It is about a regional airline which may operate for a particular mainline airline in a particular region, while it could be operating for another airline in another region
The concept of outsourcing in aviation is not new. Already airlines and airports are outsourcing many of their services to third party players. For instance, at the airport the ticketing staff may belong to a contractor and not the airline, though they may be wearing the uniform of the airline. The ground handler may or not belong to the airline. The maintenance, repair and overhaul (MRO) services are totally outsourced. For the operator, this makes total economic sense, thus allowing the operator to focus on core competency. As a passenger, it does not matter to you as long as you get efficient service and good pricing.
When we say third party airlines, we are talking of outsourcing between two airlines, between a mainline airline and a regional airline wherein the regional airline is a third party player. Yes the concept is similar to code-sharing that exists between airlines on international routing, like Air India has with Star Alliance which gives it access to many destinations where it may not be directly operating. A code-share agreement is where two or more airlines share the same flight. Each airline publishes and markets the flight under its own airline designator and flight number as part of its published schedule. A seat can be purchased on each airline’s designator and flight number, but is operated by only one of these cooperating airlines.
We are talking of a regional airline which may operate in a particular region for a particular airline and in another region, it could be operating for another airline. There is marriage of two core competencies, so to say, running a mainline airline and a regional airline – here. This concept exists where the regional carriers are feeding traffic to mainline airlines either by being wholly-owned subsidiaries, franchise operators or providers of capacity in the form of wet lease arrangements or capacity purchase agreements. Air India and its regional subsidiary Alliance Air or Air India Regional is an example of subsidiary. But in this article we are going beyond the subsidiary role.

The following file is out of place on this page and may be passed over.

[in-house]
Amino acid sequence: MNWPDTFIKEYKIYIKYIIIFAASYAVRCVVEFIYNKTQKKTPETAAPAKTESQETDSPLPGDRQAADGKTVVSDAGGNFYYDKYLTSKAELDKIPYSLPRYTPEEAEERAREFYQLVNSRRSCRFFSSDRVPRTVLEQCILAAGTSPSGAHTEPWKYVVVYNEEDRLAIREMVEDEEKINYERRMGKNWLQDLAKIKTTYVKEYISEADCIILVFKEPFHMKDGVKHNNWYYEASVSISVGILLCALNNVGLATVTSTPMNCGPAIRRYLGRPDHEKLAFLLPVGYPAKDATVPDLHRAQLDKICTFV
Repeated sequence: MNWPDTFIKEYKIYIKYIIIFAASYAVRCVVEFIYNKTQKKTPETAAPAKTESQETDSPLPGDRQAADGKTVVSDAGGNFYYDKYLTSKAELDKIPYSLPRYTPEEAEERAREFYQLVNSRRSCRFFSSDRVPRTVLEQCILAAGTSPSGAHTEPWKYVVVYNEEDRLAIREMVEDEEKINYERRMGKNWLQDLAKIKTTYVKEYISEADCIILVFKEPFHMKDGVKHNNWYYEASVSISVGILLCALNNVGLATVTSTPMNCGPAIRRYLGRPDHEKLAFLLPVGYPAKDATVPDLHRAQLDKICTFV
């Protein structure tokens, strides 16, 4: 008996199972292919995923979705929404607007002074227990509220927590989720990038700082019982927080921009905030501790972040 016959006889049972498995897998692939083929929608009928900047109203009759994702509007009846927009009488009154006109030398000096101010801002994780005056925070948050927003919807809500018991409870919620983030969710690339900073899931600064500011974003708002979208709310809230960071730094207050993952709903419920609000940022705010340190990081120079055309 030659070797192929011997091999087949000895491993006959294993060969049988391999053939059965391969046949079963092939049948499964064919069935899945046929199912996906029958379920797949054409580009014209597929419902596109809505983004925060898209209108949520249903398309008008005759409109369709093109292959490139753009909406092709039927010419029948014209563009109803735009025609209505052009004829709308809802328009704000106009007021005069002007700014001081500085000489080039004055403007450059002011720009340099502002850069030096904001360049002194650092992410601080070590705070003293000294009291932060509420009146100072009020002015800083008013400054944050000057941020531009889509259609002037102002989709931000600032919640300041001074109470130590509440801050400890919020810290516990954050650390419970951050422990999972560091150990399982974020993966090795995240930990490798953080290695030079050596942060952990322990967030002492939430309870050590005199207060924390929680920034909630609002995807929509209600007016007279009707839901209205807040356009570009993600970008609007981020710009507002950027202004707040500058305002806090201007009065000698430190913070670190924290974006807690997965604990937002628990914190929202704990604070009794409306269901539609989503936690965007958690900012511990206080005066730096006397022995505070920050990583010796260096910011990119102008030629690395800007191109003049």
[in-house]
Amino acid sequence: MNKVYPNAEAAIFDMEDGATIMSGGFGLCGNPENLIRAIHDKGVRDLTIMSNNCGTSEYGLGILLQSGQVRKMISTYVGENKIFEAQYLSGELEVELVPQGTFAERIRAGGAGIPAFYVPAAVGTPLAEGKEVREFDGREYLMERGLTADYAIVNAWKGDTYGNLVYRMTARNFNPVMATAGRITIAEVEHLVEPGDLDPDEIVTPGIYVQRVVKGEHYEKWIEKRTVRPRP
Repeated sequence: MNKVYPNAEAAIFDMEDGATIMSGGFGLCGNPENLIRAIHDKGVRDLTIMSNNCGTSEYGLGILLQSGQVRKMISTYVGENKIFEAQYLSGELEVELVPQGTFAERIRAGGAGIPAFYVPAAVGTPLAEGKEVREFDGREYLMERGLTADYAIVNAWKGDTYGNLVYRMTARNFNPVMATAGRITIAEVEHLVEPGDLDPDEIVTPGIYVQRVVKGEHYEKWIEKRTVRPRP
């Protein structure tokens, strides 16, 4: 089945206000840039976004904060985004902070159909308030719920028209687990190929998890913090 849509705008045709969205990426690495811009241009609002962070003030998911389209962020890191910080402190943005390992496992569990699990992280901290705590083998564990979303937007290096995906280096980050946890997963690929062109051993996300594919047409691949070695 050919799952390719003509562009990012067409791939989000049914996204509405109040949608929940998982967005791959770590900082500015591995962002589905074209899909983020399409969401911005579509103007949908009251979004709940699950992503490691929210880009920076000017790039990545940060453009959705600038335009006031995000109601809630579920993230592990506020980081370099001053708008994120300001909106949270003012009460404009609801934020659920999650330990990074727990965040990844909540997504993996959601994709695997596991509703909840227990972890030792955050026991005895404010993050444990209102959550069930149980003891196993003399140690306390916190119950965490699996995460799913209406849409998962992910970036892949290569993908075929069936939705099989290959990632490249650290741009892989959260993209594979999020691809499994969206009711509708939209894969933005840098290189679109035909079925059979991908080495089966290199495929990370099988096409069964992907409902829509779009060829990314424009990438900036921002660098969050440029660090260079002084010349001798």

SkyWest, a model to emulate
A classic example of a regional airline operating as a third party airline is that of SkyWest Airlines, a North American airline headquartered in St. George, Utah. SkyWest operates on a regional level, connecting 203 cities in 43 states, five Canadian provinces and five cities in Mexico and the Bahamas. It is a member of the Regional Airline Association. Importantly, SkyWest acts as a feeder airline, operating under contract with various major carriers. It flies as SkyWest Airlines in a partnership with Alaska Airlines; as United Express on behalf of United Airlines; as American Eagle on behalf of American Airlines; and as Delta Connection on behalf of Delta Airlines.
As of September 2016, SkyWest Airlines employed 11,760 people throughout North America. The airline averages 1,716 departures a day, with 838 operating as United Express, 665 operating as Delta Connection, 135 operating as American Eagle and 77 operating as Alaska Airlines. In total, SkyWest carried 30.1 million passengers in 2015. It has a fleet of 358 aircraft – 67 Embraer E175; 163 CRJ200; 92 CRJ700; and 36 CRJ900 aircraft.
So when you are travelling in the US, you will often hear on board “Welcome aboard this United Express flight operated by SkyWest” or another flight “Welcome aboard this Delta Connection flight operated by SkyWest.”
American Airlines Group which has wholly-owned subsidiaries such as American Airlines (American Eagle operated by SkyWest); Envoy Aviation Group (Envoy); Piedmont Airlines (Piedmont) and PSA Airlines. It also has third-party regional carriers operating as American Eagle. The group company operates approximately 6,700 flights per day to about 350 destinations in 50 countries.
THE REGIONAL AIRLINE IS EFFECTIVELY WET-LEASING ITS AIRCRAFT TO THE MAINLINE AND THIS WILL ADD TO INCREASED ROUTE NETWORKING, FOCUS ON CORE COMPETENCY AND BENEFITS TO PASSENGERS